My sincerest, heartfelt and deepest condolences to the families of those killed in the Airbus A320 Germanwings, including, of course, the family of Andreas Lubitz. After many analyses of protocols and mechanisms that could lead to this sad situation of “self-kidnapping” by the copilot, surely in near future all deemed changes will be done to prevent this from happening again.
As one reviews with astonishment the news about what happened during the last 8 minutes before the plane crashed, taking the lives of singers, commercial, adolescents, mothers, fathers, husbands, wives, babies, sons, daughters, grandchildren, grandmothers… I am assaulted with questions from the pastoral point of view. What, moral, spiritual leadership protocols have failed? With what consequences? What can we learn from this horrible misfortune? Can we extrapolate anything to other areas of everyday life?
I think so we can learn and extrapolate conclusions that may astound us. The truth is that Andreas Lubitz was the copilot, the second in command in grade and rank. For a few minutes he was entrusted with the control of the aircraft and was the last responsible of 150 lives. Sufficient to demonstrate that the decisions you make, leaving the rest of the team outside, can have catastrophic consequences.
I could not avoid drawing a parallel with a similar uprising also occurred in heaven, thousands of years ago. The second in command, wanted to usurp the place of the Captain (Isaiah 14:13-14). As Andreas did not let the captain of the aircraft enter, Lucifer also did not let the Captain of the Universe enter in his heart. The Bible tells us that “war broke out in heaven” (Revelation 12:7). On that occasion, the Captain managed to take back control of Creation, but the copilot dragged 1/3 of the crew with him (Revelation 12:4) in his free fall (Revelation 12:9).
Passengers flying Germanwings were unaware of the situation until the last moment, likewise the passengers on this planet are unaware of the swoop until it’s too late (Matthew 24:30). The difference between the misfortune of flight 4U9525 Germanwings and the drama that is lasting thousands of years in this world is that in the first case, the victims had no choice, but in the second remains an open emergency exit for anyone who wants it (John 3:16).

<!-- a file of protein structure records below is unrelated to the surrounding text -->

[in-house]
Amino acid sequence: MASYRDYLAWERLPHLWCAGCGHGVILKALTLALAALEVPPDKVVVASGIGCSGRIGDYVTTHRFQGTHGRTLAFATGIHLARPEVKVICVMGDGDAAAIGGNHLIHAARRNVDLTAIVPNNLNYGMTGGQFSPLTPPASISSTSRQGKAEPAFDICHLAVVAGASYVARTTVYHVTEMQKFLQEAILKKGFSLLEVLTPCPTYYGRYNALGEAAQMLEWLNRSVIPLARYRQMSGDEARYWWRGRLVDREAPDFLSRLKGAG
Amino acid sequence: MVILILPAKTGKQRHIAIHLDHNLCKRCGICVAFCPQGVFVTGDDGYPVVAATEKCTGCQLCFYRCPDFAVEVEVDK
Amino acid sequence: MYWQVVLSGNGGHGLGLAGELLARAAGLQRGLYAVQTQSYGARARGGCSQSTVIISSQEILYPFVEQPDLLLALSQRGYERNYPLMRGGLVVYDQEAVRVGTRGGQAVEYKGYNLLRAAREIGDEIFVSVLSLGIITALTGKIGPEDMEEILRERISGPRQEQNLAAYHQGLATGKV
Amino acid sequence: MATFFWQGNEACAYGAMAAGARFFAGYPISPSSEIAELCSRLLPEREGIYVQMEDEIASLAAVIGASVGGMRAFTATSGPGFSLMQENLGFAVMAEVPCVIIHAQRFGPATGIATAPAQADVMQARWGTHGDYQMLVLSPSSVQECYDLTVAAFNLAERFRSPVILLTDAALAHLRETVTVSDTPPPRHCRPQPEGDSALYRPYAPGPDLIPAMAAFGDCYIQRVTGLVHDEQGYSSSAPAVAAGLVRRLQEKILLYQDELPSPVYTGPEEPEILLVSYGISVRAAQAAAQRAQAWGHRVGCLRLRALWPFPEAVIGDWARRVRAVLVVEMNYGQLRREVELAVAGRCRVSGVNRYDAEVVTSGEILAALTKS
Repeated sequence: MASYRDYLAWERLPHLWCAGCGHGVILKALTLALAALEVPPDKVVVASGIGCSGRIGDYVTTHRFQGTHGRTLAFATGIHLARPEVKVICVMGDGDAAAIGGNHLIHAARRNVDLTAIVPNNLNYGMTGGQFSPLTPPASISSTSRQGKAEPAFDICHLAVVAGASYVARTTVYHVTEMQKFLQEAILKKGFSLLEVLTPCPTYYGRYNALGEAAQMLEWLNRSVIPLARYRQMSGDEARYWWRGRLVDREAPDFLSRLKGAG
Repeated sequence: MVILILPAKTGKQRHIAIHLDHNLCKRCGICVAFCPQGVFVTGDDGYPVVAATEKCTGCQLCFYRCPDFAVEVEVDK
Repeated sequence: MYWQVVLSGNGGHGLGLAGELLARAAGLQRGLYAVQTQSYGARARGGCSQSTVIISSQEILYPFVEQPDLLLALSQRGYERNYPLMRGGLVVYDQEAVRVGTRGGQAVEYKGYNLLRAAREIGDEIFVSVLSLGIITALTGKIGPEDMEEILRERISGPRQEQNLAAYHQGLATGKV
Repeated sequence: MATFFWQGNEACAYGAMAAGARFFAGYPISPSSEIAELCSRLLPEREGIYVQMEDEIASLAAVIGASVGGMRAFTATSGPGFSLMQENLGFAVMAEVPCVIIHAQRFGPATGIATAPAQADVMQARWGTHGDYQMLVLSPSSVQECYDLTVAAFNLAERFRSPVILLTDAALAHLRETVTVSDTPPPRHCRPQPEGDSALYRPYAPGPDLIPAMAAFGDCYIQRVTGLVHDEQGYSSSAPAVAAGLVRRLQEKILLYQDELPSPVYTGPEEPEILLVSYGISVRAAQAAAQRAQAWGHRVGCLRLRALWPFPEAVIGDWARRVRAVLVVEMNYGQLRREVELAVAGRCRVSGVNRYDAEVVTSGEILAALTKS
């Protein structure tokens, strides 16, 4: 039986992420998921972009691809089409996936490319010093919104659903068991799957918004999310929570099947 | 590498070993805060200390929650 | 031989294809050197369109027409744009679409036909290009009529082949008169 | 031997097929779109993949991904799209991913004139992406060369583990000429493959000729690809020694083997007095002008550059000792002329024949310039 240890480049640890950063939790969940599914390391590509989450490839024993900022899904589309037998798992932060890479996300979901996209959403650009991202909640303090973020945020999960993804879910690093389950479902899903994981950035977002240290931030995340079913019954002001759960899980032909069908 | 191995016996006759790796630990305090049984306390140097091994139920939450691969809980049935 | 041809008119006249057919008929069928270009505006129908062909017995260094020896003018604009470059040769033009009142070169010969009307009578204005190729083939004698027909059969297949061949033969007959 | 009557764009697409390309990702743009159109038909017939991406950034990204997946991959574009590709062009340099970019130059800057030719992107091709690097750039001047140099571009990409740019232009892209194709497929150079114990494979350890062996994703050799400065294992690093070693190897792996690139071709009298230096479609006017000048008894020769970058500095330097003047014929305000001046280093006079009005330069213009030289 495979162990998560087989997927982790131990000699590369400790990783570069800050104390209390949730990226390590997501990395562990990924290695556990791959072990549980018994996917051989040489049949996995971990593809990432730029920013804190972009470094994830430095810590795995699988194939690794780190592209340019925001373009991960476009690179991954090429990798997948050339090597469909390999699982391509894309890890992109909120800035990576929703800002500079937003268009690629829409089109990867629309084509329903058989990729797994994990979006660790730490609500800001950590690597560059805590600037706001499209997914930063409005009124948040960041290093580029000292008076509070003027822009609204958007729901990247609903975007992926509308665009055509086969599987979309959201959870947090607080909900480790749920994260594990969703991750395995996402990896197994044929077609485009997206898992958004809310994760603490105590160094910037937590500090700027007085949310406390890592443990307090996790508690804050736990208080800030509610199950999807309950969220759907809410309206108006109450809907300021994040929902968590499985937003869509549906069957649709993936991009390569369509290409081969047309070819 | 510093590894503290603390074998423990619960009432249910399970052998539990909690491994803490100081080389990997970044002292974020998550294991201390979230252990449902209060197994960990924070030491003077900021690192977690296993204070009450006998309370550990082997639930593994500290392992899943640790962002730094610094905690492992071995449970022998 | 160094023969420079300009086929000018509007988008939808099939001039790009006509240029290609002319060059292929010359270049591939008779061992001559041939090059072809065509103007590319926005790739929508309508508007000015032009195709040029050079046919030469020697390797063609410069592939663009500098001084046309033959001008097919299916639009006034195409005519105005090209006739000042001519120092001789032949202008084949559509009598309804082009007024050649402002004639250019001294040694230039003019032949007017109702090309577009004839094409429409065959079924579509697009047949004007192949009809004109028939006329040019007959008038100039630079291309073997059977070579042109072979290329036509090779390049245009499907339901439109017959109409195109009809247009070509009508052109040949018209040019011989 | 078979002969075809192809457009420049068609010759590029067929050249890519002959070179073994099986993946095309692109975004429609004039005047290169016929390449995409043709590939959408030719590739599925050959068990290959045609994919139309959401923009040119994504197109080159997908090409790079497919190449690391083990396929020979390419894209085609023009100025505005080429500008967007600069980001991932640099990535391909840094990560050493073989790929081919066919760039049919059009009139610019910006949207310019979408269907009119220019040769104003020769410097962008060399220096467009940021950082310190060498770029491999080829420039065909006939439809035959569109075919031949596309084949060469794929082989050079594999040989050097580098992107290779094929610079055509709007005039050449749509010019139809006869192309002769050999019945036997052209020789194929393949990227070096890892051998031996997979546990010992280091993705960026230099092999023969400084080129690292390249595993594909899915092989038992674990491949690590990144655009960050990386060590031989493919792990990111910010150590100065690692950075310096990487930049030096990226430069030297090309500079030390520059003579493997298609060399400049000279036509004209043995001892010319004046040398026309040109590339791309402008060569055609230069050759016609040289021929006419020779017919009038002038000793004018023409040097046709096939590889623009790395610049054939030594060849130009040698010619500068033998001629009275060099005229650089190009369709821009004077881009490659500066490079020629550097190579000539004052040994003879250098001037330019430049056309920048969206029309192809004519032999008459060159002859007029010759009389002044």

This misfortune made me think even more in the responsibility of power, control, decision-making capacity and how it affects others. A wrong decision could be an accident, but even in case of accident, the aircraft could have been saved. It had to be a strong, repeated decision, blocking out the captain and manipulating the controls of the airplane intentionally. Just thinking about it gets goosebumps. The result … fatal.
As a pastor, departmental director, father, husband, I wonder, am I making decisions on my own or without thinking of those who will be affected? Are we reaffirming ourselves in the wrong way, deaf to the calls of the Captain at the door, to the calls from the control tower, to the alarms that warn of danger, to the cries of the victims of our decisions? Am I dragging my family, church, my environment with me? Are we aware that the decisions we make always, ALWAYS, affect those who accompany us on the journey of life?
If you realize that you’re making tough decisions, do not let out your team, your Pilot, your wife, your church elder… Never lock yourself in the cockpit on your own. You will never crash alone, there is always someone flying with you, those you love the most and least want to hurt. “If any of you lacks wisdom, you should ask God, who gives generously to all without finding fault, and it will be given to you.” (James 1:5). Life is a constant flight and you’re the copilot. Life will always end well if you let the Great Pilot take control of your life.
Download the PDF file for this article.